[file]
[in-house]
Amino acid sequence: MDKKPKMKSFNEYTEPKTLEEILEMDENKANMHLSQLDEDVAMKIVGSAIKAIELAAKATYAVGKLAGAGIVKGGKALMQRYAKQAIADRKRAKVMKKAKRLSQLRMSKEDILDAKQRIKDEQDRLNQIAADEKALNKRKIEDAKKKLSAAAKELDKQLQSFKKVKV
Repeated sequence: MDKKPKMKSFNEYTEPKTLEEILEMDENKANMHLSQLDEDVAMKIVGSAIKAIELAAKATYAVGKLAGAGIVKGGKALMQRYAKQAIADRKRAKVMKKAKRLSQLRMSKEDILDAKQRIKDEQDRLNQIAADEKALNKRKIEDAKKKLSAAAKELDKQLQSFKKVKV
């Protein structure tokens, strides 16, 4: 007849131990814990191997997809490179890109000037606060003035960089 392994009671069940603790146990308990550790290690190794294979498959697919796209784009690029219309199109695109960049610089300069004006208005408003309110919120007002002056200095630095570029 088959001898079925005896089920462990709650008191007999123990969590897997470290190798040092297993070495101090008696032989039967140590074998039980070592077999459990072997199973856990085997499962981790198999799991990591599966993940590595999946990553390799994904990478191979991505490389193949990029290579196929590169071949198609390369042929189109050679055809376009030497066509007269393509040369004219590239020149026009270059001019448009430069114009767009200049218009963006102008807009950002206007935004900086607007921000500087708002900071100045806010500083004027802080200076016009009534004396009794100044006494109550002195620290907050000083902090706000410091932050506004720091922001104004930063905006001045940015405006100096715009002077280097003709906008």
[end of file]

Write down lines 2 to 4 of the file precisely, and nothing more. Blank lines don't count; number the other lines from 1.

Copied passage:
Amino acid sequence: MDKKPKMKSFNEYTEPKTLEEILEMDENKANMHLSQLDEDVAMKIVGSAIKAIELAAKATYAVGKLAGAGIVKGGKALMQRYAKQAIADRKRAKVMKKAKRLSQLRMSKEDILDAKQRIKDEQDRLNQIAADEKALNKRKIEDAKKKLSAAAKELDKQLQSFKKVKV
Repeated sequence: MDKKPKMKSFNEYTEPKTLEEILEMDENKANMHLSQLDEDVAMKIVGSAIKAIELAAKATYAVGKLAGAGIVKGGKALMQRYAKQAIADRKRAKVMKKAKRLSQLRMSKEDILDAKQRIKDEQDRLNQIAADEKALNKRKIEDAKKKLSAAAKELDKQLQSFKKVKV
């Protein structure tokens, strides 16, 4: 007849131990814990191997997809490179890109000037606060003035960089 392994009671069940603790146990308990550790290690190794294979498959697919796209784009690029219309199109695109960049610089300069004006208005408003309110919120007002002056200095630095570029 088959001898079925005896089920462990709650008191007999123990969590897997470290190798040092297993070495101090008696032989039967140590074998039980070592077999459990072997199973856990085997499962981790198999799991990591599966993940590595999946990553390799994904990478191979991505490389193949990029290579196929590169071949198609390369042929189109050679055809376009030497066509007269393509040369004219590239020149026009270059001019448009430069114009767009200049218009963006102008807009950002206007935004900086607007921000500087708002900071100045806010500083004027802080200076016009009534004396009794100044006494109550002195620290907050000083902090706000410091932050506004720091922001104004930063905006001045940015405006100096715009002077280097003709906008």